Orange County High School 2024 Artist of the Year Winners Announced – Orange County Register

The 2024 Artists of the Year are (top row, from left): Grace Lin, media arts; Viveka Saravanan, vocal; Jadon Wu, instrumental music; Caroline Kim, fine art; (bottom row, from left) Sofia Aniceto, dance; Benjamin Weir, film and television; and Mackenzie Cahill, theatre. (Photo by Leonard Ortiz, Orange County Register/SCNG)

What does it mean to be an artist?

This question is posed to every high school student being considered for Artist of the Year honors, which recognize local talent in seven arts disciplines.

In their answers, they all talked about passion and the drive to inspire others. They hope to build connections, promote understanding, and cultivate empathy through personal creativity.

They may be misunderstood at times, but as artists they strive to stay true to themselves. They have the courage to be vulnerable.

They care about their community. They devote their time to nonprofit organizations.

They are storytellers, whether they are dancers, filmmakers, musicians, actors, visual artists or singers.

Now it’s time to tell the stories of seven Orange County high school students and a group of finalists who have been named 2024 Artists of the Year.

Meet the 2024 Artist of the Year. Click on a student’s name to read the profile and see the other finalists in that category.

dance: Sophia Aniceto, Huntington Beach School of the Performing Arts

Film and TV: Benjamin Ware, Huntington Beach Academy of the Performing Arts

theater: Mackenzie Cahill, Capistrano Valley High School

instrumental music: Jadon Wu, Orange County Art Institute

Vocal: Viveka Saravanan, Orange County Art Institute

Fine art: Carolyn King, Orange County School of the Arts

Media Arts: Grace Lin, Arnold O. Beckman High School

They were profiled in a report published in the Orange County Register on Sunday, April 28. They will be honored in person at next month’s awards ceremony. Outstanding students also have the opportunity to showcase their talents.

The Artist of the Year Award, which is in its 11th year in response to the Orange County Register’s recognition of student-athletes who excel in varsity sports. It is open to middle school and high school students.

This program is co-sponsored by The Register and Chapman University. Artist of the Year benefits again this year with Chapman University’s School of Performing Arts committing $25,000 toward operating expenses.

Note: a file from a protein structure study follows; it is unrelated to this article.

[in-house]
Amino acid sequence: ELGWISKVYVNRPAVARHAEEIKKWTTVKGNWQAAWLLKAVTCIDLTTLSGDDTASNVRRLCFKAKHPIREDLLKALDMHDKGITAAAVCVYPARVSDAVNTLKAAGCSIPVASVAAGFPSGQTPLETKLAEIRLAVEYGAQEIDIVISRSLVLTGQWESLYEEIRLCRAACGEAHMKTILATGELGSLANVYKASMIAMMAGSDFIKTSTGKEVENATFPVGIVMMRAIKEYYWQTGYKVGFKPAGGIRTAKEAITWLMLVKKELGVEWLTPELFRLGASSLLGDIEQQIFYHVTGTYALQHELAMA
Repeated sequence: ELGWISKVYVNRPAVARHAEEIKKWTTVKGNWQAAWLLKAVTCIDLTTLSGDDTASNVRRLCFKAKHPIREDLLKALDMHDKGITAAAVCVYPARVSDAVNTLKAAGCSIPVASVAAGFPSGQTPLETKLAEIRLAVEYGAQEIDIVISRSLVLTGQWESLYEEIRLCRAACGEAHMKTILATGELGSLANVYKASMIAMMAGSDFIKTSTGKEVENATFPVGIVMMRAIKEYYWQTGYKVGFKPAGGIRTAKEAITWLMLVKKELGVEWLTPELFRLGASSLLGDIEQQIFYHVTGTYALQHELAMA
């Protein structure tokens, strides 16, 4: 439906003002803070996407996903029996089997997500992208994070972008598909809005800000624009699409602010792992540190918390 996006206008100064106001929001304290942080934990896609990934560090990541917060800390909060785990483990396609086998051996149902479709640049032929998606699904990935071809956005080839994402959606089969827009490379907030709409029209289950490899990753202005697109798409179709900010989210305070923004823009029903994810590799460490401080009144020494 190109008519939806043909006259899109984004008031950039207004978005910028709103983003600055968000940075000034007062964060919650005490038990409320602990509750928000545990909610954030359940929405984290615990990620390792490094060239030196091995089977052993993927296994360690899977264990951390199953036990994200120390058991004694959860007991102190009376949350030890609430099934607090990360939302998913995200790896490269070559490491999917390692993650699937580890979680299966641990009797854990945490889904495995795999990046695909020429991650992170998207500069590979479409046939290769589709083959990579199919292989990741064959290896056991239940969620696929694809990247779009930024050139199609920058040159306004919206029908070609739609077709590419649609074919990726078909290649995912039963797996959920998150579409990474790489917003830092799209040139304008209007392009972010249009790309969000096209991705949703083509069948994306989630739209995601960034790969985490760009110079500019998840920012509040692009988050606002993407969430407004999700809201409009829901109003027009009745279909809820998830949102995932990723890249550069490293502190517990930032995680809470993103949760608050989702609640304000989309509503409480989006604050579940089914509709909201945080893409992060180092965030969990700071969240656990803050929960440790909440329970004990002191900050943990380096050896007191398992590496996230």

Additional help comes from UC Irvine’s Claire Trevor School of the Arts, which offers awards to top students.

The first decade of the Artist of the Year Awards has seen a steady increase in participation from nominated students as well as schools and arts organizations.

The pandemic has slowed this growth, but this year the number of nominations in all categories exceeded pre-COVID levels.

Overall, there are 892 nominations in 2024, up from 113 in the first year in 2013: 60 nominations in film and television; media arts, 85; vocal music, 98; dance, 101; instrumental music, 138; fine arts, and theater, 233.

Teachers from local high schools, private tutors and arts organizations—this year there were 272 teachers from 85 entities—nominated. The semi-finalists then had 15 minutes each to showcase their artistic talents and answer the jury’s questions tailored to each project.

Judges are college and high school teachers, working professionals, and leaders of Orange County arts organizations.

Each year, the months-long Artist of the Year selection process improves. In 2024, zoning will be introduced in addition to making it easier for teachers to nominate students.

Students are assigned to Group 1 or Group 2, depending on the number of years of training in each discipline. At least two sophomores will be selected as semifinalists and one student as a finalist in each subject.

Artist of the Year producer Heide Janssen explains the aim: “We want to see more students who are just starting out on their journey but who show potential as artists.”

Of the students who completed the application, 586 were in Category 1 and 102 were in Category 2, Jensen said.

Numbers tell more than just body growth.

Consider what an excited dancer told Jansen in the hallway as he waited to perform for the jury that would select the best artist from among the semifinalists.

She said when she started attending the Orange County School of the Arts in seventh grade, she saw a photo of the school’s Artist of the Year on the wall and made it one of her goals to become a contender.

“I think it’s great,” Jensen said, “because a lot of students over the years have said I never knew about this program before I was nominated.”

Jensen added that displaying the Artist of the Year photo means the school is celebrating the honor.

“So, that’s something students should strive for. That’s what you want. Now they know it and they’re looking forward to it.

Of the semifinalists, 13 repeated performances.

The judges who come back year after year to select Artist of the Year also expressed their anticipation.

They were impressed by the increase in the number of participants and the level of talent on display. “I can’t believe how many students there are this year,” said Judy Scialpi, a dance teacher at Northwood High School in Owen, who helped conceive and develop the Artist of the Year program and serves as a dance judge.

The public will have a chance to see firsthand what the judges will see during the awards ceremony at Chapman University Memorial Hall, 1 University Avenue in Orange, on May 8 at 5:30 p.m. There is no charge to attend.

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